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Law Of The United States
The law of the United States comprises many levels of codified and uncodified forms of law, of which the most important is the nation's Constitution, which prescribes the foundation of the federal government of the United States, as well as various civil liberties. The Constitution sets out the boundaries of federal law, which consists of Acts of Congress, treaties ratified by the Senate, regulations promulgated by the executive branch, and case law originating from the federal judiciary. The United States Code is the official compilation and codification of general and permanent federal statutory law. Federal law and treaties, so long as they are in accordance with the Constitution, preempt conflicting state and territorial laws in the 50 U.S. states and in the territories. However, the scope of federal preemption is limited because the scope of federal power is not universal. In the dual sovereign system of American federalism (actually tripartite because of the ...
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Constitution Of The United States, Page 1
A constitution is the aggregate of fundamental principles or established precedents that constitute the legal basis of a polity, organisation or other type of entity and commonly determine how that entity is to be governed. When these principles are written down into a single document or set of legal documents, those documents may be said to embody a ''written constitution''; if they are encompassed in a single comprehensive document, it is said to embody a ''codified constitution''. The Constitution of the United Kingdom is a notable example of an ''uncodified constitution''; it is instead written in numerous fundamental Acts of a legislature, court cases or treaties. Constitutions concern different levels of organizations, from sovereign countries to companies and unincorporated associations. A treaty which establishes an international organization is also its constitution, in that it would define how that organization is constituted. Within states, a constitution defi ...
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United States Code
In the law of the United States, the Code of Laws of the United States of America (variously abbreviated to Code of Laws of the United States, United States Code, U.S. Code, U.S.C., or USC) is the official compilation and codification of the general and permanent federal statutes. It contains 53 titles (Titles 1–54, excepting Title 53, which is reserved for a proposed title on small business). The main edition is published every six years by the Office of the Law Revision Counsel of the House of Representatives, and cumulative supplements are published annually.About United States Code
Gpo.gov. Retrieved on 2013-07-19.
The official version of these laws appears in the '' United States Stat ...
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Family Law
Family law (also called matrimonial law or the law of domestic relations) is an area of the law that deals with family matters and domestic relations. Overview Subjects that commonly fall under a nation's body of family law include: * Marriage, civil unions, and domestic partnerships: ** Entry into legally recognized spousal and domestic relationships ** The termination of legally recognized family relationships and ancillary matters, including divorce, annulment, property settlements, alimony, child custody and visitation, child support and alimony awards ** Prenuptial and Postnuptial agreements * Adoption: proceedings to adopt a child and, in some cases, an adult. * Surrogacy: the law and process of giving birth as a surrogate mother * Child protective proceedings: court proceedings that may result from state intervention in cases of child abuse and child neglect * Juvenile law: Matters relating to minors including status offenses, delinquency, emancipation and juven ...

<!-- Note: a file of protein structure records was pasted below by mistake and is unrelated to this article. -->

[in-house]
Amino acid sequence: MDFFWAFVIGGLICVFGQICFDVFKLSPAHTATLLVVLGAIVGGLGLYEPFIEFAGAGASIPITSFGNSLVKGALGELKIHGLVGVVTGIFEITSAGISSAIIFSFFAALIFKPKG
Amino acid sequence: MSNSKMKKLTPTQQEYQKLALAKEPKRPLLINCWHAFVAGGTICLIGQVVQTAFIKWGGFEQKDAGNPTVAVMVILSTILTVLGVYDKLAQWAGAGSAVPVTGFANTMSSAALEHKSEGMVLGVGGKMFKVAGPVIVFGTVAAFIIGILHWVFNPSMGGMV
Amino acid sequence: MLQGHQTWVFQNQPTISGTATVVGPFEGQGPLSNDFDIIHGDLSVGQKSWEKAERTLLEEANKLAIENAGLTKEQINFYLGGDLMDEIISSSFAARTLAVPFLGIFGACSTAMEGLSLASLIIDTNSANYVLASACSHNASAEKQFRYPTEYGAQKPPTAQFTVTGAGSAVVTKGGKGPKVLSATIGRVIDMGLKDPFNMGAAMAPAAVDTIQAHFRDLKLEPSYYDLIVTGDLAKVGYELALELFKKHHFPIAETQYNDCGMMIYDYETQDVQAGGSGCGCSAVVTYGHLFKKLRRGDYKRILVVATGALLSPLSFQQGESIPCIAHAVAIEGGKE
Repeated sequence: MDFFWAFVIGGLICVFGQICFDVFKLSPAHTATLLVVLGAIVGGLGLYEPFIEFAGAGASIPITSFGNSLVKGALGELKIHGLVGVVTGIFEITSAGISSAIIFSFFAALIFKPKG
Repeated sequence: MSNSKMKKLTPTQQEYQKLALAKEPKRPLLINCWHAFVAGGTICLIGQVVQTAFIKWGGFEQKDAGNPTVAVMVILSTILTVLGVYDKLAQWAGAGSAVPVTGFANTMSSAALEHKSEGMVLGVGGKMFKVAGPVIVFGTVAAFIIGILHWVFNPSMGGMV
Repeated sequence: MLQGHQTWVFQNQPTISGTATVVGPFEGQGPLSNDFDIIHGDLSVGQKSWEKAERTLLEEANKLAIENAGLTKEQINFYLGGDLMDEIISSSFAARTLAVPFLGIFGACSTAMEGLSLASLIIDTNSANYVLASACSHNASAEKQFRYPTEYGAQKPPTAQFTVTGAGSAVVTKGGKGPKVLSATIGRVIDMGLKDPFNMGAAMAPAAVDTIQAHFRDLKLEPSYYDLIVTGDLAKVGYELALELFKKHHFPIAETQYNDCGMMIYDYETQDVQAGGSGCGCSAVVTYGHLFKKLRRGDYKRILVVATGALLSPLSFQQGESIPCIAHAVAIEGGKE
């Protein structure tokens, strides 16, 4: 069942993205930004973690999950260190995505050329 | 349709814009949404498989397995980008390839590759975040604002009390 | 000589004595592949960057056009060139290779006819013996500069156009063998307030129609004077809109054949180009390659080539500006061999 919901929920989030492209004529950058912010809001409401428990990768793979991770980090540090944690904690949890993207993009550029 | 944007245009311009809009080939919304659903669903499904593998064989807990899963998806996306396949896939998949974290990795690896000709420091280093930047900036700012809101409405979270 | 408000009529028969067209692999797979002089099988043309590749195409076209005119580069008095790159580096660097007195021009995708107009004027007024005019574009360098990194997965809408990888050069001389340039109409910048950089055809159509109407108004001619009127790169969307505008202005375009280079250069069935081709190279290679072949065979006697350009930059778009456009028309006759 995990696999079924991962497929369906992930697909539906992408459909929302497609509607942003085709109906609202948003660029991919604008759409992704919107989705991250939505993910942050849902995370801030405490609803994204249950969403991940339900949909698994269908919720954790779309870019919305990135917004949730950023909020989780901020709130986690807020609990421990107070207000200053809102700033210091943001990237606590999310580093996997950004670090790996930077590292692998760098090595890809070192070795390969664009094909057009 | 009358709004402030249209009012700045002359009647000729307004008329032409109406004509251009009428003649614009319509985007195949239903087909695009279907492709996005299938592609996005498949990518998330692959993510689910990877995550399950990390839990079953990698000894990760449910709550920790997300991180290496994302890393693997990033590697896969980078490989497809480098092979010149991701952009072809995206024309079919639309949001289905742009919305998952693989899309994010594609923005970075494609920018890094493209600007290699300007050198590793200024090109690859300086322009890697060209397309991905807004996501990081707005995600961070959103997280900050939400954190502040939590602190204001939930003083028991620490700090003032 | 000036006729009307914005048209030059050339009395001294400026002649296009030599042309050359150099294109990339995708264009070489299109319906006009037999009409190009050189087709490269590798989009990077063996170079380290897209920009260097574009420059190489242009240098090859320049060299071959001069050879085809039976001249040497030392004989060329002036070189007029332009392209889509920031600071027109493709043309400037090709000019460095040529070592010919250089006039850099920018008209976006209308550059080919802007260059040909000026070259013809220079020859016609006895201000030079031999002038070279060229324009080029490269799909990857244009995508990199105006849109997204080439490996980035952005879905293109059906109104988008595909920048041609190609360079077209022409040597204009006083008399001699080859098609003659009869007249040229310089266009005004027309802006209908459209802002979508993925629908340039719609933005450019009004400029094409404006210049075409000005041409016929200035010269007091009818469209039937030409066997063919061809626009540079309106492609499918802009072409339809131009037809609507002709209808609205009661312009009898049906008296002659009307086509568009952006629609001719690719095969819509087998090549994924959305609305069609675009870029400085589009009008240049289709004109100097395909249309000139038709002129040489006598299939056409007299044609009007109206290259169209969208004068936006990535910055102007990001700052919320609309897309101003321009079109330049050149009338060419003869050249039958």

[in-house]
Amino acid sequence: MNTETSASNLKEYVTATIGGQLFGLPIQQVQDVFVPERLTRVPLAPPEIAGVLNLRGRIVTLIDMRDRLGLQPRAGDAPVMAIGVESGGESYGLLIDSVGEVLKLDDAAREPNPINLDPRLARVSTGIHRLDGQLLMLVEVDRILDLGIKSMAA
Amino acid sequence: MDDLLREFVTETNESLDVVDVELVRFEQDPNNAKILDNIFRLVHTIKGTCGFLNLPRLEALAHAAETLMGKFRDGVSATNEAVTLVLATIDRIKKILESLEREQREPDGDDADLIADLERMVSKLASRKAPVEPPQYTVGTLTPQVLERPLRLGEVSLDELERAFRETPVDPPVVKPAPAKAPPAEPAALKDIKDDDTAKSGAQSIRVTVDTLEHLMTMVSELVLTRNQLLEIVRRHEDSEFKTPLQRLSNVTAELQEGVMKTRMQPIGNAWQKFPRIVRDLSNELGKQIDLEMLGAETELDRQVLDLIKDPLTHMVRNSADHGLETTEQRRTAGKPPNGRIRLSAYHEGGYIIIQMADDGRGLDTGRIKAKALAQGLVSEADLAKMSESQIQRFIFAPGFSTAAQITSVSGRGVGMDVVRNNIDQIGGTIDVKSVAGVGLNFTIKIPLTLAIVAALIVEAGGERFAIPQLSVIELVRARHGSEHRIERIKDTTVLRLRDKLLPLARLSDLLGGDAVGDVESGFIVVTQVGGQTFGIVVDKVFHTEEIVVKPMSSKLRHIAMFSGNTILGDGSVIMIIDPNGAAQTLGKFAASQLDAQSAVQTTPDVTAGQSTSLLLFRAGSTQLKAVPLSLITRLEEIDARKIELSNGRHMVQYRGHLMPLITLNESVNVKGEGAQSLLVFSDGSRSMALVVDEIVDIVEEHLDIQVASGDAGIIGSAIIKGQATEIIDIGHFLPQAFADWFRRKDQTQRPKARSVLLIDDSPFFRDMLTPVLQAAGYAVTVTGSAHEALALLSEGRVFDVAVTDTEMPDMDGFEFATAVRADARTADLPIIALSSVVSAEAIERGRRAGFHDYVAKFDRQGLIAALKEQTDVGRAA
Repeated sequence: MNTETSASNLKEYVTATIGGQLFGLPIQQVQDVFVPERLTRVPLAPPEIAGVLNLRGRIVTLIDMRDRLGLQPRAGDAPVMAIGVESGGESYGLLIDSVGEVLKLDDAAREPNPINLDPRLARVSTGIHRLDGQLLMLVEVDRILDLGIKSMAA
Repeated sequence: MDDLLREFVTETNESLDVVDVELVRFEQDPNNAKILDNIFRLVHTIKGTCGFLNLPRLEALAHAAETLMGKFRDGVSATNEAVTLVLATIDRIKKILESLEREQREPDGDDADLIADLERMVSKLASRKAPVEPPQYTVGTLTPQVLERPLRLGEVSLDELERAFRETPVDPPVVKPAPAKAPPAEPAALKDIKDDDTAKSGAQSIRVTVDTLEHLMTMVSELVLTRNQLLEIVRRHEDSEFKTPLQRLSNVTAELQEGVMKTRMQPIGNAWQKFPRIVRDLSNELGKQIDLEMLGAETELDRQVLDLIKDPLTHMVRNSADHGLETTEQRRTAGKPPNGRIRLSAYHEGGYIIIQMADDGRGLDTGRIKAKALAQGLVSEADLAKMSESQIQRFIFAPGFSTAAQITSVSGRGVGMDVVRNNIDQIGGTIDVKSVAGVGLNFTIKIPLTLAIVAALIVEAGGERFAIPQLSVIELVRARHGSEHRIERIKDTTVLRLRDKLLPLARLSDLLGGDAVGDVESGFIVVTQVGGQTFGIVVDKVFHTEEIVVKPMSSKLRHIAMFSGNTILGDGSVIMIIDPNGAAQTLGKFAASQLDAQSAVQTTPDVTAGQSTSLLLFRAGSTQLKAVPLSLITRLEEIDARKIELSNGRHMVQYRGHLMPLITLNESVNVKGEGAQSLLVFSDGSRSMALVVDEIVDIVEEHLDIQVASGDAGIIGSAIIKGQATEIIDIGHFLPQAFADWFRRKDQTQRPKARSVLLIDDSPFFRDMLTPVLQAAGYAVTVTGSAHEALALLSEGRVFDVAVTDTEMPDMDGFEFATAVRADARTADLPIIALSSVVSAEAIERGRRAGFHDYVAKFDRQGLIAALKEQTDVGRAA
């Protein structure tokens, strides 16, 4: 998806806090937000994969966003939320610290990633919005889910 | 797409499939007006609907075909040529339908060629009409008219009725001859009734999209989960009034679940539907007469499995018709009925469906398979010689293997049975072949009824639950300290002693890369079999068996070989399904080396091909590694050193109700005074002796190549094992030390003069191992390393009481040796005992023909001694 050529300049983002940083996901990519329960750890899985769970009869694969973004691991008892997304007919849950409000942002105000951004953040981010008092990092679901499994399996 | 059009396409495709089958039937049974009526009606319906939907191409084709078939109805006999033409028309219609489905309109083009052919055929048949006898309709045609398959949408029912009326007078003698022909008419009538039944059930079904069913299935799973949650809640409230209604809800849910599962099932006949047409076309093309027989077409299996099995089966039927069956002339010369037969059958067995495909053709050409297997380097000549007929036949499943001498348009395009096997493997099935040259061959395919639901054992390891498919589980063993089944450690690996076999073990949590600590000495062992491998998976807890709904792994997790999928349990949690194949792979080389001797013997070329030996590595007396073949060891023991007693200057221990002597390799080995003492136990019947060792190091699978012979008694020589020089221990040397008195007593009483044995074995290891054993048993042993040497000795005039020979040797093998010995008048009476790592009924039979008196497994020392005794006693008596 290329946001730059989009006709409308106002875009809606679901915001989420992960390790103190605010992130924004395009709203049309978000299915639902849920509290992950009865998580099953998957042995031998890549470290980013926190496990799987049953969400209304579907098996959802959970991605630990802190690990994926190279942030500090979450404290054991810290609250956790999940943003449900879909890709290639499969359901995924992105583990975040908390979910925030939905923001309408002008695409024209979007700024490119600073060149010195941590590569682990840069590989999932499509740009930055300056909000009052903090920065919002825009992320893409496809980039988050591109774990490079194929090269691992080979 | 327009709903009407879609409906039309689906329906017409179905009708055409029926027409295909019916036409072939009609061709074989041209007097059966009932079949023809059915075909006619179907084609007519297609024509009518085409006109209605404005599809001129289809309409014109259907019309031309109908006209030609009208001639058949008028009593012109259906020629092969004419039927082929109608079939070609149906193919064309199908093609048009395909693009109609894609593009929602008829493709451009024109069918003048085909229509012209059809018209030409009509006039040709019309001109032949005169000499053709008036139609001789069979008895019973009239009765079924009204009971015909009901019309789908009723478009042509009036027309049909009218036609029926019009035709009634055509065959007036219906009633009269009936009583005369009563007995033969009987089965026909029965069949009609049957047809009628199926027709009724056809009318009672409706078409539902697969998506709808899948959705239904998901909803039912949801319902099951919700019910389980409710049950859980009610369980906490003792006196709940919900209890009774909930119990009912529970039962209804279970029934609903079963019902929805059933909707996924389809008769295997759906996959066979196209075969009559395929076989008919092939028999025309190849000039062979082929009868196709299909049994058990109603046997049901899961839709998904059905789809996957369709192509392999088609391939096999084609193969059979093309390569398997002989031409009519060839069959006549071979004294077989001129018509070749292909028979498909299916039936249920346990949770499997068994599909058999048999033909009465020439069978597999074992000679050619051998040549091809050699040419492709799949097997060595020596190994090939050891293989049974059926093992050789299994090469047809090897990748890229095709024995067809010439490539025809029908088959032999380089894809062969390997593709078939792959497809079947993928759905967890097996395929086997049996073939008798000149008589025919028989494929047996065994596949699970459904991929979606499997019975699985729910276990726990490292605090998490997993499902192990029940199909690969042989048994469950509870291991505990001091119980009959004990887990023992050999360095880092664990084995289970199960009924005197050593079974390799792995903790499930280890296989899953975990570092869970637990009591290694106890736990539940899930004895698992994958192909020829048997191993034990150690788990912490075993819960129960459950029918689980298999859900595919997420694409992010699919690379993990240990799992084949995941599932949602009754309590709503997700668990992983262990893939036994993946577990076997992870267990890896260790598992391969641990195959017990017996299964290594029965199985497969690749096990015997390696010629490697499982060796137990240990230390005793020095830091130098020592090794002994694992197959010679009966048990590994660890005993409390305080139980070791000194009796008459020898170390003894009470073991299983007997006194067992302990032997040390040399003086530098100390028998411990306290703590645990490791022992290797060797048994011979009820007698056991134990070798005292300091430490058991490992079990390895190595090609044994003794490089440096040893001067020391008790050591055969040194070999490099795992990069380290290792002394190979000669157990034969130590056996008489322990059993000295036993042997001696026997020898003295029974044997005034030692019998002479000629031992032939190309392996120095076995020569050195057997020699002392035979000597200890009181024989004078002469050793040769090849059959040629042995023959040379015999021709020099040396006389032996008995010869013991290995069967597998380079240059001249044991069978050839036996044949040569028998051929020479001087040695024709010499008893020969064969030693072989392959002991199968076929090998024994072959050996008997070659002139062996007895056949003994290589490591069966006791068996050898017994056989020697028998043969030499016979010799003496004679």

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Criminal Law
Criminal law is the body of law that relates to crime. It prescribes conduct perceived as threatening, harmful, or otherwise endangering to the property, health, safety, and moral welfare of people inclusive of one's self. Most criminal law is established by statute, which is to say that the laws are enacted by a legislature. Criminal law includes the punishment and rehabilitation of people who violate such laws. Criminal law varies according to jurisdiction, and differs from civil law, where emphasis is more on dispute resolution and victim compensation, rather than on punishment or rehabilitation. Criminal procedure is a formalized official activity that authenticates the fact of commission of a crime and authorizes punitive or rehabilitative treatment of the offender. History The first civilizations generally did not distinguish between civil law and criminal law. The first written codes of law were designed by the Sumerians. Around 2100–2050 BC Ur-Nammu, the ...
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Property Law
Property law is the area of law that governs the various forms of ownership in real property (land) and personal property. Property refers to legally protected claims to resources, such as land and personal property, including intellectual property. Property can be exchanged through contract law, and if property is violated, one could sue under tort law to protect it. The concept, idea or philosophy of property underlies all property law. In some jurisdictions, historically all property was owned by the monarch and it devolved through feudal land tenure or other feudal systems of loyalty and fealty. History Though the Napoleonic code was among the first government acts of modern times to introduce the notion of absolute ownership into statute, protection of personal property rights was present in medieval Islamic law and jurisprudence, and in more feudalist forms in the common law courts of medieval and early modern England. Theory The word ''property'', in everyda ...
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Tort
A tort is a civil wrong that causes a claimant to suffer loss or harm, resulting in legal liability for the person who commits the tortious act. Tort law can be contrasted with criminal law, which deals with criminal wrongs that are punishable by the state. While criminal law aims to punish individuals who commit crimes, tort law aims to compensate individuals who suffer harm as a result of the actions of others. Some wrongful acts, such as assault and battery, can result in both a civil lawsuit and a criminal prosecution in countries where the civil and criminal legal systems are separate. Tort law may also be contrasted with contract law, which provides civil remedies after breach of a duty that arises from a contract. Obligations in both tort and criminal law are more fundamental and are imposed regardless of whether the parties have a contract. While tort law in civil law jurisdictions largely derives from Roman law, common law jurisdictions derive their tort law from cus ...